Surely the righteous will never be shaken; they will be remembered forever. They will have no fear of bad news; their hearts are steadfast, trusting in the Lord. Their hearts are secure, they will have no fear; in the end they will look in triumph on their foes. -Psalm 112:6-8
For the past decade, I’ve noticed a troubling cultural trend that seems to only heighten each year. It is something I have seen in myself, struggled with as a pastor, and now deal with in leading a mission organization. It is also something in conversations with others, both within the Christian world and non-Christian world, that seems to be a problem in every sector.
The issue revolves around how our society specifically, but also in general in regard to human nature; seems to be in an ever restless state, seeking a “perfect work environment”, a church that fulfills our expectations, a spouse that perfectly meets our desires, children who perfectly behave, a home that is the “perfect space” or in the perfect neighborhood, a school that is tailored perfectly for our child, a magic diet that will change our lives, or formula that will work flawless to make us successful…etc, etc.
The tricky part about this is that there is a sense we should seek to make the world a better place and improve in all areas of our lives. However, when we begin seeking the perfect place or environment in order to have peace in our hearts, or stay faithful despite rocky times or when storms of life inevitably come, we are never going to find what our hearts are looking for. We are never going to be content.
When we begin to seek externally that which will always make us feel comfortable, safe, secure and stable, we will end up disillusioned and seeking the next best thing that catches our eye, rather than staying committed, faithful and focused on God’s will for our lives and being where he wants us to be whether it’s easy or not (normally his will is never “calm” externally, but full of challenges that test us, in order to build his character and perseverance within us).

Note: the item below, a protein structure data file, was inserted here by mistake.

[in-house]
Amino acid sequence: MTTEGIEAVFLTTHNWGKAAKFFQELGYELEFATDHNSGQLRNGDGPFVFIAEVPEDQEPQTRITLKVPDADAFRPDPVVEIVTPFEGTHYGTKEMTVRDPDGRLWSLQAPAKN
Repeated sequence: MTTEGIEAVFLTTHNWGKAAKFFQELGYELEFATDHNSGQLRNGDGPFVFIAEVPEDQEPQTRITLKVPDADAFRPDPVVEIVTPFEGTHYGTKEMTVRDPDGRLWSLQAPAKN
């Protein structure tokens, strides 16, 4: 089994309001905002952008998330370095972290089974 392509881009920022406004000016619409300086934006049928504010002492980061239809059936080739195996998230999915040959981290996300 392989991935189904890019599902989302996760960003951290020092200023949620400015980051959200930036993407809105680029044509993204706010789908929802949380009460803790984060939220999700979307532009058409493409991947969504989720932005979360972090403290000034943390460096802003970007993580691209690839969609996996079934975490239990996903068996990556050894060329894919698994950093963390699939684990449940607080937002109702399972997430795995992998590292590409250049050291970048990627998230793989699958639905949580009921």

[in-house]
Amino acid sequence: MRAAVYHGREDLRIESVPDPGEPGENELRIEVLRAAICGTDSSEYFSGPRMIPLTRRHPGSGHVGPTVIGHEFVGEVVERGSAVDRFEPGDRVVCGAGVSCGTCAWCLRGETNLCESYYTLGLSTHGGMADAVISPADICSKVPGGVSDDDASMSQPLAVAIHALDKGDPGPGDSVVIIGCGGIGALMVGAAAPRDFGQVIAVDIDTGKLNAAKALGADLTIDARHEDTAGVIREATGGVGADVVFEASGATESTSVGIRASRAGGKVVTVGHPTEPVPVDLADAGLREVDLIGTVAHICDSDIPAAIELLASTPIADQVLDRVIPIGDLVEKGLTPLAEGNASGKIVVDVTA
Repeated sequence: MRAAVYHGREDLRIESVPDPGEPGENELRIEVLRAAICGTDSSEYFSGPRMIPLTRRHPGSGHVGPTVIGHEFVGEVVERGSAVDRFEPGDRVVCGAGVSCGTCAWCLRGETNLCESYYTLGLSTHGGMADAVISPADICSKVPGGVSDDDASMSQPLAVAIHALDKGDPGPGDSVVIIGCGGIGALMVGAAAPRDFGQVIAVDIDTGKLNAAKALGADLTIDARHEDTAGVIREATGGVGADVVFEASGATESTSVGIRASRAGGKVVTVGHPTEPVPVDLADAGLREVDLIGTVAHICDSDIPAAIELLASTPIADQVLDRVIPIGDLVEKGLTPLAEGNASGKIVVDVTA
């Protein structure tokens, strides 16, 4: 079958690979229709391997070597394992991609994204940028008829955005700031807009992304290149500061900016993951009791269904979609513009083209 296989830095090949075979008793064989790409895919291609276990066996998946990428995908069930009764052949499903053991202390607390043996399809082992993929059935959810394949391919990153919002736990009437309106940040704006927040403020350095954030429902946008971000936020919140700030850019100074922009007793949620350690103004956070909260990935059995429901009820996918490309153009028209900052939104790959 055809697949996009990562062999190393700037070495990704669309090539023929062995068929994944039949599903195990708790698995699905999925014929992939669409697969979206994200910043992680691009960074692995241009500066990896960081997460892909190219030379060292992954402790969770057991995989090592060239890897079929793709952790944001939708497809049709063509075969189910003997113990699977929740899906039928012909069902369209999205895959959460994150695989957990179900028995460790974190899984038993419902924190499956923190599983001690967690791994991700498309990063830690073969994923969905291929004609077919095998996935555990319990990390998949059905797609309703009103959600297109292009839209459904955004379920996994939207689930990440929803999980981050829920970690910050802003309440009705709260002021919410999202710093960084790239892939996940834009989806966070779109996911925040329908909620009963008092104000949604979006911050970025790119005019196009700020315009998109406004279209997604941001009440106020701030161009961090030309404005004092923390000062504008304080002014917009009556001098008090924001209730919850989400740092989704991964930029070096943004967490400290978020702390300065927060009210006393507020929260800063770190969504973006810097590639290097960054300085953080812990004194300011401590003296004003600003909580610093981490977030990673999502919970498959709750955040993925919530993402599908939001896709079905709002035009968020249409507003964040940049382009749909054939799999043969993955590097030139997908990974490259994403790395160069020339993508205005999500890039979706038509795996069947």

There is such a high and quick turn-over rate in the work-place, in churches, in marriages, in nearly every arena of life, that it is staggering. I recently had separate conversations with a pastor, a successful non-Christian business man and his wife, and a founder of a non-profit organization, and each were puzzled by, and not quite sure how to deal with, the reality of the seeming fickleness of people within their worlds. I too have been at a loss as to how to truly build a team culture that endures together, whether in the church, non-profit or business world, when people expect the best, feel entitled to the best, and bail at the first hint of turbulence or trial.
The truly challenging part is this seems to be the reality even among those viewed as the most “faithful” or “stable.” It also seems that those who actually are the most faithful, teeter on the edge of walking away too when times get tough or when they constantly feel under attack or pressure. They are tempted by wanting to believe the lie that there is somewhere else to go that will be easier, more comfortable and more “perfect.” I find myself falling into this trap.
In one sense, as I shared with a pastor who was unloading some of his burdens with me, this reality is seen in Scripture, from even the Israelites, God’s very people, whom he rescued out of Egypt with some of the most dramatic miracles imaginable; to Jesus’ own disciples who walked with him and witnessed all His miracles for three and a half years. Specifically, the Israelites were quick to rebel in the wilderness when conditions were not ideal; despite God’s awesome act of redeeming them from slavery. And Jesus’ disciples, even his most faithful, likewise fled and forsook him in fear when he was arrested in the Garden, despite having just pronounced they would never do such a thing, when things turned chaotic.